December 6, 2017 (Tuesday)

by Yule Heibel on December 5, 2017

The other day I read this piece, which had been highlighted in Arts & Letters Daily, describing the rather obtuse criticism Lionel Shriver got for her Brisbane talk about “cultural appropriation.” In particular it was about this article a young Somali-Australian woman wrote in The Guardian, which detailed her trauma at having to listen to Shriver. The article was silly. But what really struck me a little while later was this one particular point its author made: that letting white writers “appropriate” the experiences of “others” in fiction would mean that those “others” would be “silenced” by the white publishing industry and never get their voices heard.

This is bullshit.

Let’s take some basic academic marxist analysis to this, viz., insights into the culture industry. In our capitalist system which supports culture industry, there’s a non-stop, incessant need for more material. If a white writer successfully “exploits” the experience of, as per the Somali-Australian writer, the experience(s) of a queer indigenous tribal chief by writing about them, then it’s as certain as night following day that the culture industry will eventually, typically quite soon, look for a queer indigenous tribal chief who wants to write about his/her experience him/herself. Culture industry will, that is, if the white “product” sells.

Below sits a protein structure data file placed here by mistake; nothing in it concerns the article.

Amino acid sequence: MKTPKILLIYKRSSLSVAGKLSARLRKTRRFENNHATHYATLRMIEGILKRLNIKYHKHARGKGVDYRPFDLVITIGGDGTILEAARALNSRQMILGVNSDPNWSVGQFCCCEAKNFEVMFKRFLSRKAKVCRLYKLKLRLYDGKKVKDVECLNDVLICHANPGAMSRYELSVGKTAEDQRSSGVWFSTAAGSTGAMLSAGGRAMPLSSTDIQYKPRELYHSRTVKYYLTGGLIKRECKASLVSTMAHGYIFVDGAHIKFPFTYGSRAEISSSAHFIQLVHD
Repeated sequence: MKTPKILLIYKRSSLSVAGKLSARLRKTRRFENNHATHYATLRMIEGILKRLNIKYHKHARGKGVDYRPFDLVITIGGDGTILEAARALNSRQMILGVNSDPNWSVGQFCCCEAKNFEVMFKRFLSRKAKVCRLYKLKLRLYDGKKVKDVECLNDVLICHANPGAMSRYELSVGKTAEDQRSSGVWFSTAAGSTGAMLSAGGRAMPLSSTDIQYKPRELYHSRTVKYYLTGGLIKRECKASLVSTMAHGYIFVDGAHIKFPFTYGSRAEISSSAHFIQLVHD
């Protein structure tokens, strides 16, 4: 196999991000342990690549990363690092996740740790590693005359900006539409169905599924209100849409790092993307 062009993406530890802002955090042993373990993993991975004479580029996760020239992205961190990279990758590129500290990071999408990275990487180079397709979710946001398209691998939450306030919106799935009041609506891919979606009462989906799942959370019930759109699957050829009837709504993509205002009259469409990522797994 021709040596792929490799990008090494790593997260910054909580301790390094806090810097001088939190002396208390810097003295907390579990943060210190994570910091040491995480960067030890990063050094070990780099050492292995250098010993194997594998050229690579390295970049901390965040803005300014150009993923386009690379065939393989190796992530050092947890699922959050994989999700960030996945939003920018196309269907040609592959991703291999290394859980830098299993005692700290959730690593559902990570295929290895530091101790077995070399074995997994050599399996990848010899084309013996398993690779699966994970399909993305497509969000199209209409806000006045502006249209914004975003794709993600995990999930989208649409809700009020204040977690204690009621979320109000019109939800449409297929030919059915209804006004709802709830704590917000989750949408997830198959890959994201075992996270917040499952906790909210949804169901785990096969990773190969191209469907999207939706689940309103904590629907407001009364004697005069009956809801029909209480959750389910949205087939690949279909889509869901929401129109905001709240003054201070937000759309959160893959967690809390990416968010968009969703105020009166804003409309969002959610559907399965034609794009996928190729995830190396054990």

Elvis, The Rolling Stones, et al., make “black” music based on blues, and within a relatively short period of time the music industry (i.e., culture industry) seeks out more black performers. The search for “authenticity” drives culture industry as much as anything, because authenticity guarantees sales. Or, to put it in “Man in the High Castle” terms, authenticity is “woo,” and can be (re-)purposed as a selling point… (In Adorno’s academic marxist terms, culture industry co-opts everything, …including identity politics itself, which becomes a product to be bought and sold.)

These silly identitarians confuse authenticity and essentialism, and they seem to disregard economics (because, essentialism).

Leave a Comment

Previous post:

Next post: